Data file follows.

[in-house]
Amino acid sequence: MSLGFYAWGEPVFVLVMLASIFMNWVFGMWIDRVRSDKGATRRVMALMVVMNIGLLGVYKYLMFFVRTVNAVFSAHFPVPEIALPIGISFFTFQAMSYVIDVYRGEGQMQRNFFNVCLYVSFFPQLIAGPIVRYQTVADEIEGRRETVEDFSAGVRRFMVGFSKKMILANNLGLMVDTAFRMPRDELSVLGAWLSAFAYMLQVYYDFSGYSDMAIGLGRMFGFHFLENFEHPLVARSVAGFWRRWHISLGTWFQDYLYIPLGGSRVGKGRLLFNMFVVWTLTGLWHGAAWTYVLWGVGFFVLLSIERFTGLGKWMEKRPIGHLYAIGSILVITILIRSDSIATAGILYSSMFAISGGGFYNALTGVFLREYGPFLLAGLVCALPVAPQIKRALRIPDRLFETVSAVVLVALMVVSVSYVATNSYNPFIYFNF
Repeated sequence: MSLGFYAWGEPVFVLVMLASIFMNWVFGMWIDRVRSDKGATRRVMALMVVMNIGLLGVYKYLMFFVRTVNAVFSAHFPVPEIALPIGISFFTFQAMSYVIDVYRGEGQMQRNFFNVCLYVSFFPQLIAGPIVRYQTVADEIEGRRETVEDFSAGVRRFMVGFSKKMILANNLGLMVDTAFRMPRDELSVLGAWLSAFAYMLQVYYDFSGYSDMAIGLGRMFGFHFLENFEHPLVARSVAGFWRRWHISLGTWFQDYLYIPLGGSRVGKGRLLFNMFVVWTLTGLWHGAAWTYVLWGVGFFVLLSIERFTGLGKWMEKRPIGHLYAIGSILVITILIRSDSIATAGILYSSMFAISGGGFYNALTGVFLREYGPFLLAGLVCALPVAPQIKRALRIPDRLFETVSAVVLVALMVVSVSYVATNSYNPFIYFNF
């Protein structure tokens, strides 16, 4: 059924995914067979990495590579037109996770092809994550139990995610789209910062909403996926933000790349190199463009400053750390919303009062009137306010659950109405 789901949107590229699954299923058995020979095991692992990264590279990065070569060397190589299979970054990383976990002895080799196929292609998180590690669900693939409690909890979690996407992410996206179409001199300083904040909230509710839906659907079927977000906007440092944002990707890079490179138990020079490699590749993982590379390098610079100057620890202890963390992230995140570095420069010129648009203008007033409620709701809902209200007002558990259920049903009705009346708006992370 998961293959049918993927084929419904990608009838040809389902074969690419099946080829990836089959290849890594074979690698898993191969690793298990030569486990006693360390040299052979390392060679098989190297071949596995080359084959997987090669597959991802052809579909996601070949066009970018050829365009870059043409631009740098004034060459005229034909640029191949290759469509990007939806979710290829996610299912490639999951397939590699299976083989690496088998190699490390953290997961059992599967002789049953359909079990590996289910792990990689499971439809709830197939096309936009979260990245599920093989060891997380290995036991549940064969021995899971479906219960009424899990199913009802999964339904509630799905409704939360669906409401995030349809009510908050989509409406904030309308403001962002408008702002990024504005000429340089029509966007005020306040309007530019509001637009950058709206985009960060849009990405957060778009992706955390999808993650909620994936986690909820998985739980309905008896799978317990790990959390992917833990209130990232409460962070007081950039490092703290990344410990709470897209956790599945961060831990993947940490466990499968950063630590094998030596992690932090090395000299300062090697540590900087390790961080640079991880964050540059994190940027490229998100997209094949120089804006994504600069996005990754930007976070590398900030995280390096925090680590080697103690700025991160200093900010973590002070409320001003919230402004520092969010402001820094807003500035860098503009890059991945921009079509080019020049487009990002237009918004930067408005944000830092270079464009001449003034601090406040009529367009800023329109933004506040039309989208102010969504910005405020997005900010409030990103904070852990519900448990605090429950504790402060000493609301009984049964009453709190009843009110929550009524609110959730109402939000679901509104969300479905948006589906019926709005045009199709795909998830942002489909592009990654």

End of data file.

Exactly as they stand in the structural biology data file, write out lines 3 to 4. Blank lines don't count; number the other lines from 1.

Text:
Repeated sequence: MSLGFYAWGEPVFVLVMLASIFMNWVFGMWIDRVRSDKGATRRVMALMVVMNIGLLGVYKYLMFFVRTVNAVFSAHFPVPEIALPIGISFFTFQAMSYVIDVYRGEGQMQRNFFNVCLYVSFFPQLIAGPIVRYQTVADEIEGRRETVEDFSAGVRRFMVGFSKKMILANNLGLMVDTAFRMPRDELSVLGAWLSAFAYMLQVYYDFSGYSDMAIGLGRMFGFHFLENFEHPLVARSVAGFWRRWHISLGTWFQDYLYIPLGGSRVGKGRLLFNMFVVWTLTGLWHGAAWTYVLWGVGFFVLLSIERFTGLGKWMEKRPIGHLYAIGSILVITILIRSDSIATAGILYSSMFAISGGGFYNALTGVFLREYGPFLLAGLVCALPVAPQIKRALRIPDRLFETVSAVVLVALMVVSVSYVATNSYNPFIYFNF
């Protein structure tokens, strides 16, 4: 059924995914067979990495590579037109996770092809994550139990995610789209910062909403996926933000790349190199463009400053750390919303009062009137306010659950109405 789901949107590229699954299923058995020979095991692992990264590279990065070569060397190589299979970054990383976990002895080799196929292609998180590690669900693939409690909890979690996407992410996206179409001199300083904040909230509710839906659907079927977000906007440092944002990707890079490179138990020079490699590749993982590379390098610079100057620890202890963390992230995140570095420069010129648009203008007033409620709701809902209200007002558990259920049903009705009346708006992370 998961293959049918993927084929419904990608009838040809389902074969690419099946080829990836089959290849890594074979690698898993191969690793298990030569486990006693360390040299052979390392060679098989190297071949596995080359084959997987090669597959991802052809579909996601070949066009970018050829365009870059043409631009740098004034060459005229034909640029191949290759469509990007939806979710290829996610299912490639999951397939590699299976083989690496088998190699490390953290997961059992599967002789049953359909079990590996289910792990990689499971439809709830197939096309936009979260990245599920093989060891997380290995036991549940064969021995899971479906219960009424899990199913009802999964339904509630799905409704939360669906409401995030349809009510908050989509409406904030309308403001962002408008702002990024504005000429340089029509966007005020306040309007530019509001637009950058709206985009960060849009990405957060778009992706955390999808993650909620994936986690909820998985739980309905008896799978317990790990959390992917833990209130990232409460962070007081950039490092703290990344410990709470897209956790599945961060831990993947940490466990499968950063630590094998030596992690932090090395000299300062090697540590900087390790961080640079991880964050540059994190940027490229998100997209094949120089804006994504600069996005990754930007976070590398900030995280390096925090680590080697103690700025991160200093900010973590002070409320001003919230402004520092969010402001820094807003500035860098503009890059991945921009079509080019020049487009990002237009918004930067408005944000830092270079464009001449003034601090406040009529367009800023329109933004506040039309989208102010969504910005405020997005900010409030990103904070852990519900448990605090429950504790402060000493609301009984049964009453709190009843009110929550009524609110959730109402939000679901509104969300479905948006589906019926709005045009199709795909998830942002489909592009990654």